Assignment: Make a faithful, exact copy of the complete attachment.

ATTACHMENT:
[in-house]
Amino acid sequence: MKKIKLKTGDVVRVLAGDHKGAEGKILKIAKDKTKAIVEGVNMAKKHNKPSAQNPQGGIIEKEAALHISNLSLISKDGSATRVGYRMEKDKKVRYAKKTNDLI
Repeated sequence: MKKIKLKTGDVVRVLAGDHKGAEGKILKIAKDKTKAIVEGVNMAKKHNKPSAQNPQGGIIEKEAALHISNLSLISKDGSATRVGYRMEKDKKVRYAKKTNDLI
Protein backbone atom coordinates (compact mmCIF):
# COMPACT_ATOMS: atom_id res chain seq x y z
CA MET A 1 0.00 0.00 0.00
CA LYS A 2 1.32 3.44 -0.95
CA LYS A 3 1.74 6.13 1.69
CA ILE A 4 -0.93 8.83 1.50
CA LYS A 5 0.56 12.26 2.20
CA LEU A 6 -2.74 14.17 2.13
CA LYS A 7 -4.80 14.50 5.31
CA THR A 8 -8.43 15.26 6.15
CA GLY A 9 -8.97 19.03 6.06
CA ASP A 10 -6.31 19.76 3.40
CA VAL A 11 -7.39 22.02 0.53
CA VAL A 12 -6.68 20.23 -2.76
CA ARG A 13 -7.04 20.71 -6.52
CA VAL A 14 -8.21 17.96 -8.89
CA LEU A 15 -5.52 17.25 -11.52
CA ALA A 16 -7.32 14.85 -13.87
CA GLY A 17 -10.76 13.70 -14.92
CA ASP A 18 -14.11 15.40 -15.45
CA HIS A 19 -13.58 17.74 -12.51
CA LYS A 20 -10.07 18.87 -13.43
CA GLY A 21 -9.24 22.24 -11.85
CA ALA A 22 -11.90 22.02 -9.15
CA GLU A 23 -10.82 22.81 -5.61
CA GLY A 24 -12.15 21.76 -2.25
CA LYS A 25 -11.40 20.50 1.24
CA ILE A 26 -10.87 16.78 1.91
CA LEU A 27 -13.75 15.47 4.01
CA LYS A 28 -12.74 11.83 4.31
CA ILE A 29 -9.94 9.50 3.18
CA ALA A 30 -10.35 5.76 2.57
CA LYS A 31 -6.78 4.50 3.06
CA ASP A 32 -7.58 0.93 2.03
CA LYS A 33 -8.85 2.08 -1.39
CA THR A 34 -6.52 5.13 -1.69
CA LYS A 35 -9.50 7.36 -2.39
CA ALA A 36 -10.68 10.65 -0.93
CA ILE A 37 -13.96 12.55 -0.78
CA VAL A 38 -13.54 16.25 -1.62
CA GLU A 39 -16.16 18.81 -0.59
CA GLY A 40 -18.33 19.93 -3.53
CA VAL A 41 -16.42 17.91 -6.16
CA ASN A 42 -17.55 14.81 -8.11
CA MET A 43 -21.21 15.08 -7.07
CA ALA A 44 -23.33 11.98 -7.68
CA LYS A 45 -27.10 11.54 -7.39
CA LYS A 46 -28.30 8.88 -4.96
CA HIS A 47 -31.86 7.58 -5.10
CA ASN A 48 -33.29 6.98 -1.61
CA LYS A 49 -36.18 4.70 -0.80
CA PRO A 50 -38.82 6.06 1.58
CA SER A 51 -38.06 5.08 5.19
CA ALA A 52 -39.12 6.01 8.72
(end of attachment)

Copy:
[in-house]
Amino acid sequence: MKKIKLKTGDVVRVLAGDHKGAEGKILKIAKDKTKAIVEGVNMAKKHNKPSAQNPQGGIIEKEAALHISNLSLISKDGSATRVGYRMEKDKKVRYAKKTNDLI
Repeated sequence: MKKIKLKTGDVVRVLAGDHKGAEGKILKIAKDKTKAIVEGVNMAKKHNKPSAQNPQGGIIEKEAALHISNLSLISKDGSATRVGYRMEKDKKVRYAKKTNDLI
Protein backbone atom coordinates (compact mmCIF):
# COMPACT_ATOMS: atom_id res chain seq x y z
CA MET A 1 0.00 0.00 0.00
CA LYS A 2 1.32 3.44 -0.95
CA LYS A 3 1.74 6.13 1.69
CA ILE A 4 -0.93 8.83 1.50
CA LYS A 5 0.56 12.26 2.20
CA LEU A 6 -2.74 14.17 2.13
CA LYS A 7 -4.80 14.50 5.31
CA THR A 8 -8.43 15.26 6.15
CA GLY A 9 -8.97 19.03 6.06
CA ASP A 10 -6.31 19.76 3.40
CA VAL A 11 -7.39 22.02 0.53
CA VAL A 12 -6.68 20.23 -2.76
CA ARG A 13 -7.04 20.71 -6.52
CA VAL A 14 -8.21 17.96 -8.89
CA LEU A 15 -5.52 17.25 -11.52
CA ALA A 16 -7.32 14.85 -13.87
CA GLY A 17 -10.76 13.70 -14.92
CA ASP A 18 -14.11 15.40 -15.45
CA HIS A 19 -13.58 17.74 -12.51
CA LYS A 20 -10.07 18.87 -13.43
CA GLY A 21 -9.24 22.24 -11.85
CA ALA A 22 -11.90 22.02 -9.15
CA GLU A 23 -10.82 22.81 -5.61
CA GLY A 24 -12.15 21.76 -2.25
CA LYS A 25 -11.40 20.50 1.24
CA ILE A 26 -10.87 16.78 1.91
CA LEU A 27 -13.75 15.47 4.01
CA LYS A 28 -12.74 11.83 4.31
CA ILE A 29 -9.94 9.50 3.18
CA ALA A 30 -10.35 5.76 2.57
CA LYS A 31 -6.78 4.50 3.06
CA ASP A 32 -7.58 0.93 2.03
CA LYS A 33 -8.85 2.08 -1.39
CA THR A 34 -6.52 5.13 -1.69
CA LYS A 35 -9.50 7.36 -2.39
CA ALA A 36 -10.68 10.65 -0.93
CA ILE A 37 -13.96 12.55 -0.78
CA VAL A 38 -13.54 16.25 -1.62
CA GLU A 39 -16.16 18.81 -0.59
CA GLY A 40 -18.33 19.93 -3.53
CA VAL A 41 -16.42 17.91 -6.16
CA ASN A 42 -17.55 14.81 -8.11
CA MET A 43 -21.21 15.08 -7.07
CA ALA A 44 -23.33 11.98 -7.68
CA LYS A 45 -27.10 11.54 -7.39
CA LYS A 46 -28.30 8.88 -4.96
CA HIS A 47 -31.86 7.58 -5.10
CA ASN A 48 -33.29 6.98 -1.61
CA LYS A 49 -36.18 4.70 -0.80
CA PRO A 50 -38.82 6.06 1.58
CA SER A 51 -38.06 5.08 5.19
CA ALA A 52 -39.12 6.01 8.72